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Introduction to Digital Advertising for Shed Builders (Part 3)

(Photo courtesy of Firmbee.com on Unsplash)

In this series, we are giving a broad overview of how shed builders and dealers can get started in advertising online. 

In Part 1, we looked at the different types of online ads and the benefit of each ad type. In Part 2, we discussed the various types of ad platforms and which ones you may want to consider. 

For this entry in our series, we are looking at the most common question: “How much should I spend on advertising?”


Unless you have unlimited money to spend, you will need to create a budget for your digital advertising efforts. You’ll likely want to create an overall budget—here’s how much I plan to spend this year online—as well as budgets for each ad type, platform, or stage in your advertising funnel.  

It’s common for shed builders and dealers to divide their overall budget into months. Most choose to spend more money in the busy season when demand is high and then scale their budget back during the offseason. 

In other cases, we’ve seen builders ramp up their digital advertising in the offseason to keep orders coming in and keep their production teams busy. 


The main driving factor to your digital ad budget is your goals. What are you trying to accomplish with your digital ads? 

Here are some of the more common goals we see within the shed industry:

Become Top of Mind. Not everyone is ready to buy an outdoor structure today. That’s why most digital campaigns include a brand awareness component through which you are putting your company in front of potential customers before they are ready to buy. 

Increased Foot Traffic. If you are a dealer with a physical location, you may want to get more traffic to your manned or unmanned locations. If you are a manufacturer, you may try a digital campaign for an open house.

Get More Calls/Emails. If you are like most smaller manufacturers or dealers, you see the role of your website is to generate calls or emails from interested parties. That way your sales team can discuss options and give a personalized quote to the customer. 

Gain More Quote Requests. If you have invested in a 3D shed builder or quote tool, the goal of your digital campaign is to get people to use the tool and request a quote. 

Sell Sheds Online. For some shed companies that offer direct sales through their websites, you will want to direct your digital advertising with the end goal of selling a certain number of products through eCommerce.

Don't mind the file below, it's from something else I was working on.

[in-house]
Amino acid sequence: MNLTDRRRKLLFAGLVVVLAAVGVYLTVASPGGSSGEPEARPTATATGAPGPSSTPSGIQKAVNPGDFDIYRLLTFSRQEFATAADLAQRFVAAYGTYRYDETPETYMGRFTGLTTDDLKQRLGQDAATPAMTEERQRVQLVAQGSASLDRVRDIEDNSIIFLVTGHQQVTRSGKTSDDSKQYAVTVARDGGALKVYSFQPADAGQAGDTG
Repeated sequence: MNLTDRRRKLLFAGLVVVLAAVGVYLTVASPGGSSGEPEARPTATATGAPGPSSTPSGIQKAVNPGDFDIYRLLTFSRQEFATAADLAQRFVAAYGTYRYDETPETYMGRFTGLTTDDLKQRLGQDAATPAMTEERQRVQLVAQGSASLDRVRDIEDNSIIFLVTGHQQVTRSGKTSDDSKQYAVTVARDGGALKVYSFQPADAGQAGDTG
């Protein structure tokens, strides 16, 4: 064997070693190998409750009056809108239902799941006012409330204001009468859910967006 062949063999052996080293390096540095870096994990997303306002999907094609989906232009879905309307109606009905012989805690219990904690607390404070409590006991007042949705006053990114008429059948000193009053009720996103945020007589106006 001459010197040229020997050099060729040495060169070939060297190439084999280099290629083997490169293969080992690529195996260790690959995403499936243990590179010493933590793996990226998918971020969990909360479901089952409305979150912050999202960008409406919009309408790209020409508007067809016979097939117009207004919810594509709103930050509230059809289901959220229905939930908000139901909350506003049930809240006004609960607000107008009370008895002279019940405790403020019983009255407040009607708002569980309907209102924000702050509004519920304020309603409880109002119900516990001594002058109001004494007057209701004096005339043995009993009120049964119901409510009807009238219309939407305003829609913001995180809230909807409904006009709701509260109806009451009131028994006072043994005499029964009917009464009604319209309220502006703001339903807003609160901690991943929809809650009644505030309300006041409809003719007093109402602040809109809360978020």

Upsell Past Customers. Do you sell complementary products? If so, you may want to reach your past customer base with outdoor decor, Adirondack chairs, or playsets. 

Find More Dealers. Manufacturers who are looking to grow their territories may opt for a campaign to find and sign dealers within a certain geographical area.

Hire Staff. Whether you are looking to grow your staff in the office, in the shop, or on the road, digital channels can help you recruit new team members. 


Here are some other things that can affect how much you need to spend on digital advertising: 

Target Area. If you are trying to reach a large territory or a heavily populated area, your budget will need to be sufficient to reach that area. Likewise, if you are running ads for 25 dealers or locations, your budget will be larger than a company running ads for a single sales lot. 

Competition. If you are in a highly competitive market, you will need to pay more for digital ads than those advertising in a less competitive area. Since they run on an auction format, Google ads can get more expensive if other companies are trying to compete for the same search terms. Also, depending on the keywords you are targeting, you may see your competition includes big box stores or national online retailers, which can lead to a higher cost per click.

Sales Goals. Your budget will also be determined by your sales goals. A company that’s trying to grow 50 percent in a year will need to invest quite a bit more than a company that has a more modest 10 percent growth. 


Flexibility is crucial for any digital advertising campaign. The beauty of digital ads is that you can make adjustments on the fly. See better ROI on a certain platform? Shift more money over there to generate more leads. One type of product more popular than another? Lean into the ads that target that popular product. 

The best example of flexibility happened in 2020. In the midst of a worldwide pandemic, demand for outdoor structures soared. This lead to plummeting ad rates. For some builders, we saw cost per lead drop from $100 to nearly $20. 

By being flexible with their budgets, builders could make sure their ads were getting in front of the right audience to meet their goals.


One of the most common mistakes I see first-time advertisers make is that they invest heavily into a specific campaign or platform, then pull their money quickly before they see results. 

We always recommend starting with a smaller budget first. This gives you a chance to fine-tune your campaign—from ad copy to tracking to targeting. Once you create a campaign that is meeting your goals, then you can increase the budget. 

When done this way, with a proven campaign that has a low cost per lead, advertising becomes more like an investment than a cost. 

Now that we have talked about platforms, ad types, and budgets, the next step is to measure the performance of your campaigns. In the next article, we will look at how digital ads are measured and how you can evaluate the success and ROI of your campaigns.            

Related Articles:

Introduction to Digital Advertising for Shed Builders (Part 1), March 31, 2021

Introduction to Digital Advertising for Shed Builders (Part 2), May 20, 2021

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